a, MD simulations of silicon nanospheres compressed between two rigid plates. Displacement δ under applied load P is quantified in terms of ε = δ/R strain. b, Contact pressure (pc = P/A, where A is contact area) versus strain relationship (pcε) demonstrates that the maximum value of pc reached in the nanoparticles (21.3–23.5 GPa) is nearly double that (~12 GPa) of bulk silicon18. Elastic deformation follows Hertzian theory25 (solid line). After the PI (onset of plasticity), multiple singularities reflect the nature of plasticity. c, Slip vector (SV) analysis of the unstable dislocation structure of the silicon nanoparticle (R2 = 10 nm). Perfect dislocation loops (|SV| = 3.8 Å, b = |1/2[101]| = 3.84 Å, atoms marked in yellow) nucleate immediately after the PI (ε = 0.108), and terminate inside the nanosphere. After unloading, a majority of the dislocation loops vanish, whereas those at the nanoparticle surface stabilize, hence the nearly complete silicon particle shape recovery following a PI, referred to as ‘reversible plasticity’15.

  3. MD-simulated contrasting behaviour of confined (bulk) and deconfined (nanoparticle) silicon.
    Figure 3: MD-simulated contrasting behaviour of confined (bulk) and deconfined (nanoparticle) silicon.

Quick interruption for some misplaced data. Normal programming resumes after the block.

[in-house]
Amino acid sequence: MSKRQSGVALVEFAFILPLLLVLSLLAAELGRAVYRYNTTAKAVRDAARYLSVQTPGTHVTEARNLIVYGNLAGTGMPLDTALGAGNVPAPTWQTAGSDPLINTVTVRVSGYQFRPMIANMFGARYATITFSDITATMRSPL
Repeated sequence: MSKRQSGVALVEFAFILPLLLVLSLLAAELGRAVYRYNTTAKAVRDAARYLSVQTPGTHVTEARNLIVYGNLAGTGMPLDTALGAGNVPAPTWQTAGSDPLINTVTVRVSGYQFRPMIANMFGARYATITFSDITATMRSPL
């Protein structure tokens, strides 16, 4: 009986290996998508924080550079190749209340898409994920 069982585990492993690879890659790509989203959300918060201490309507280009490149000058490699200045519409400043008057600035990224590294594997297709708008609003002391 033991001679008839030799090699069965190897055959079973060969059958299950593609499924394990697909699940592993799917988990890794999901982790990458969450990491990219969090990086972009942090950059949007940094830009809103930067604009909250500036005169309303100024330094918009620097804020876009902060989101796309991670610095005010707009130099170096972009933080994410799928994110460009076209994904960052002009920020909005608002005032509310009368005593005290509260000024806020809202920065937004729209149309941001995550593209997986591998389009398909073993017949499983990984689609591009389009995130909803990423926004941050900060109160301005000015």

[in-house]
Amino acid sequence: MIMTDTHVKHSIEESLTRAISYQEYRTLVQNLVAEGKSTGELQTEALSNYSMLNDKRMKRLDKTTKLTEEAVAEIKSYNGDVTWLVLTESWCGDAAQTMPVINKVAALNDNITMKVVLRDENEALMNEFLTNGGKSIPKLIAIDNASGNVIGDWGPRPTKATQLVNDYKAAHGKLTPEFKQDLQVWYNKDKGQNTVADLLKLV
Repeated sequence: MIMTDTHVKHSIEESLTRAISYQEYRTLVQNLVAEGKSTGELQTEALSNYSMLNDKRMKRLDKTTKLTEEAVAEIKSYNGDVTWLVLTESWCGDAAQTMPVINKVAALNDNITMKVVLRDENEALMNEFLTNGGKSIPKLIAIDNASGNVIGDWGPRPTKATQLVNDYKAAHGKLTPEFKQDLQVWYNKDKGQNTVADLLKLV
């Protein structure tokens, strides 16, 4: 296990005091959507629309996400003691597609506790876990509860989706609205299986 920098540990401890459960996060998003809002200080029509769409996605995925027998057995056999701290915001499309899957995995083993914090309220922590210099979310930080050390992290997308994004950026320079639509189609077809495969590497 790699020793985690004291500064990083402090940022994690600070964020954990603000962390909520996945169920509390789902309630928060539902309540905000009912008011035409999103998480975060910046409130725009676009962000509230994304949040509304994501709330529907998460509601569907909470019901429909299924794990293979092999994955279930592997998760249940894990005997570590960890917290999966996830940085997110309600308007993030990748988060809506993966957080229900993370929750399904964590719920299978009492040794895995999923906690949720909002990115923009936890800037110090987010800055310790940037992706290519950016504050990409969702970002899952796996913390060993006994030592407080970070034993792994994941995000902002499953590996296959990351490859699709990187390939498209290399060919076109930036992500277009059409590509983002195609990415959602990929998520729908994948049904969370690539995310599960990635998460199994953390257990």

a, Initial plastic deformation of bulk silicon indented with a diamond sphere (R = 10 nm). As strain reaches ε = 0.101, the deformed volume under the indentation contact displays no evidence of dislocations. Coordination numbers ranging from 1 to 5 suggest an amorphous structure. b, Plasticity initiation in a compressed silicon nanosphere. Despite similar levels of strain, the mechanisms of plasticity in the silicon nanoparticle and bulk are essentially different. Plastic deformation in a nanoparticle begins with perfect dislocation loops (atoms marked in turquoise) joined by stacking fault regions (atoms marked in green). Perfect dislocations to the left and right of the yellow arrow lie on the ( 11) and (11 ) planes, respectively, whereas the stacking fault joining them is positioned on the (10 ) plane. c,d, Distribution of hydrostatic pressure (σh) in bulk silicon (c) and in the silicon nanosphere (R = 10 nm, d), both strained elastically up to ε = 0.0725. Atoms exposed to pressures higher than |σh| ≥ 1.5 GPa are marked in colours, indicating a higher stress concentration in confined silicon (c) than in the nanoparticle (d). Note that both distributions are presented on a common scale.

  4. Effect of deconfinement of silicon from bulk to nanosphere viewed in terms of stress analysis.
    Figure 4: Effect of deconfinement of silicon from bulk to nanosphere viewed in terms of stress analysis.